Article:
Sea Ray Pachanga 22

Posted: June 1, 1987  |  Boat Type: High Performance

Simply breathtaking style

By: Norman Phillips

If you play polo, pilot your own Lear jet, fly to Italy to have your suits tailored and drive a Ferrari, you really ought to by a Sea Ray Pachanga 22 to complete the picture. This quality boat is equally sporty.

The Pachanga has style; style that is simply breathtaking. All Sea Ray boats are handsome, but this new Pachanga is simply outstanding. The firm makes a line of 50 different models ranging from a 17 foot runabout to a 46 foot convertible cabin cruiser, but with this boat Sea Ray designers have outdone themselves.

Besides its flashy looks, the European-looking Pachanga is performance oriented. This boat has a deep-V bottom with longitudinal lifting strakes which run from the stem to the transom. Itâ s a real rough water design. The topsides are high and have a good deal of flare in the bow sections. Standard power is a 350 MerCruiser Magnum, and 454 cu. in. MerCruiser V-8 is optional. With either engine, this boat will top out at 60 mph or better, Sea Ray says.

According to Gary McCloud of Sea Rayâ s marketing department in the Knoxville, TN plant, the boatâ s construction is of hand-laid fiberglass using the companyâ s trademarked Ray-Tech process. McCloud said Ray-Tech is a composite of fiberglass and resin laminated over an ultra-light core material, that results in a 30 percent lighter layup than conventional hulls.

The engine cooling system is another trademark Sea Ray exclusive, called Power-Pak. Itâ s a power lift system which dumps the manifold discharge into three inch tubing, which then empties into five inch pipes. These in turn run the water into big mufflers, which look like rubbish cans. This exhaust system permits the engine to purr gently as it runs at no-wake speed, but makes it snarl like 20 tigers when running on a plane.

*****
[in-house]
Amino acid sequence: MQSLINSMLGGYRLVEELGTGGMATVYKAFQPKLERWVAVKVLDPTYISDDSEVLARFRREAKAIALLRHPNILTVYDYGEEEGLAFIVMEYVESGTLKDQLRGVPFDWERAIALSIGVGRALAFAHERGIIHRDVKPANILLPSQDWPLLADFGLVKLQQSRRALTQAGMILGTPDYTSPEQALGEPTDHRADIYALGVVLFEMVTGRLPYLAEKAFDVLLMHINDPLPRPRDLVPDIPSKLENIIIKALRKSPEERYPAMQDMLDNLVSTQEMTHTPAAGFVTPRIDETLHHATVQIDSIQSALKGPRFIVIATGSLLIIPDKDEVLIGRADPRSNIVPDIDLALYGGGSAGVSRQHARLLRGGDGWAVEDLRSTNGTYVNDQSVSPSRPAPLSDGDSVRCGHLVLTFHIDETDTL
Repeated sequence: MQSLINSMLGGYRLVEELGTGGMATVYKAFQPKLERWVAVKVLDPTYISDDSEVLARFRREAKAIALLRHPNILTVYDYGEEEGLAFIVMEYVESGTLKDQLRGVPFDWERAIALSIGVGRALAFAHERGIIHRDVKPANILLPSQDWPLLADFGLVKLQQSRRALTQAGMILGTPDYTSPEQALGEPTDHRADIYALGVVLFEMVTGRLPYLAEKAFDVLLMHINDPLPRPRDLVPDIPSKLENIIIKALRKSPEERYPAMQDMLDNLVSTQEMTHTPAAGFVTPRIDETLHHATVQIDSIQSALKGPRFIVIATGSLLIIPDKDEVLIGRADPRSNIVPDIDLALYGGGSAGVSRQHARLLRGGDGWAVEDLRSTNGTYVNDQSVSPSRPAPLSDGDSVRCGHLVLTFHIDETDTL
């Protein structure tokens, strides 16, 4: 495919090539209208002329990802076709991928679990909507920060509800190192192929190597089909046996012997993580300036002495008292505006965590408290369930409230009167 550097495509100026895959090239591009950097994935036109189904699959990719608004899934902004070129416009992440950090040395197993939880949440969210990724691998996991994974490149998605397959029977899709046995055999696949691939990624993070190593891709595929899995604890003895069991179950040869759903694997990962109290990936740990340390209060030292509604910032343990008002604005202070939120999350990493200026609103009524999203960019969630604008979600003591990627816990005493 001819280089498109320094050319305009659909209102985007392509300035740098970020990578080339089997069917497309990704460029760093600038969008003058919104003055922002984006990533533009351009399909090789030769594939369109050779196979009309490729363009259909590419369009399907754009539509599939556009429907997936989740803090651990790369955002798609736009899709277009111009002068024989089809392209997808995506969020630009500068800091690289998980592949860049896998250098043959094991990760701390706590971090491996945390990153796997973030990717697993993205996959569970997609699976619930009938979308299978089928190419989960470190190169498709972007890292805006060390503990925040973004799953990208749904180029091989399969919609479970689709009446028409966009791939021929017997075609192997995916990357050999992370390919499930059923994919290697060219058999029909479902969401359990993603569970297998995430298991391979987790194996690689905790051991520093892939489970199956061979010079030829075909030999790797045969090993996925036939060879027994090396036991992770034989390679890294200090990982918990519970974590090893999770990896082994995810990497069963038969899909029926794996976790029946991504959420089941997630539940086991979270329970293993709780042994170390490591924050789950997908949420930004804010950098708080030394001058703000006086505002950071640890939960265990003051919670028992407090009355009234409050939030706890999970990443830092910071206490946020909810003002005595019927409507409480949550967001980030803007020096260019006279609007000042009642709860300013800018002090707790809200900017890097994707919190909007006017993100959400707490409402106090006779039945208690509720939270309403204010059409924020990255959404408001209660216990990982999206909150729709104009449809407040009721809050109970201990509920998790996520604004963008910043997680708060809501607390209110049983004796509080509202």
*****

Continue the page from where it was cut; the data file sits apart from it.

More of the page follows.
All of this is artfully concealed beneath the hatch on the engine compartment, the top of which is luxuriously padded and upholstered to make it into a sun lounge. It also has a hydraulic ram beneath it with a switch on the dash. This lifts the hatch up when you want to service the engine and saves you a lot of struggling.

The interior layout is sophisticated. The foredeck is long and smooth, rounded and uncluttered by mooring cleats of handrails. It has two hatched in it, both glazed with tinted acrylic and leading to the cabin below. Neither is big enough to crawl through; theyâ re just there to ventilate and illuminate the cabin.

The cabin sleeps two with a Porta-Potty between. Itâ s a lay-down berth, without sitting headroom. There is a big storage locker in the eye of the boar and more storage beneath the bunk pads. A folding acrylic door shuts off the cabin from the cockpit.

The cockpit is as luxurious as any drawing room. Deeply padded seats are provided for pilot and navigator, both of which swivel 360 degrees. The rear seat runs the full width of the cockpit. Convenient to the pilot are the Pachangaâ s fully instrumented dashboard and controls; easy to reach, but not close enough to bang his knuckles on. A swim step is molded into the stern, running the full width of the transom.

Perhaps the most outstanding feature of this boat is its sheer quality. The gelcoat gleams, the deck is through-bolted to the hull and the joint is glassed and covered with a heavy aluminum rubrail. Electric wiring is run through PVC conduit and all circuits have breakers, not fuses.

Tinted safety glass is used in the windshield, not acrylic or plexiglass. The striping which runs form bow to stern, just above the chine, is part of the gelcoat, not just strips of sticky tape which will scuff off the third time you use the boat.

Sea Rayâ s Pachanga 22 will, or course, be used for waterskiing, so a socket for a ski tow pylon is installed in the cockpit sole. But the boat will also delight the cruising family. It offers all the performance they could ask for, and style to attract even the most hard-to-please.

captcha 644846645f8049d7911b34780b8747a8
 

Free Digital Guide to Pacific Coast Marinas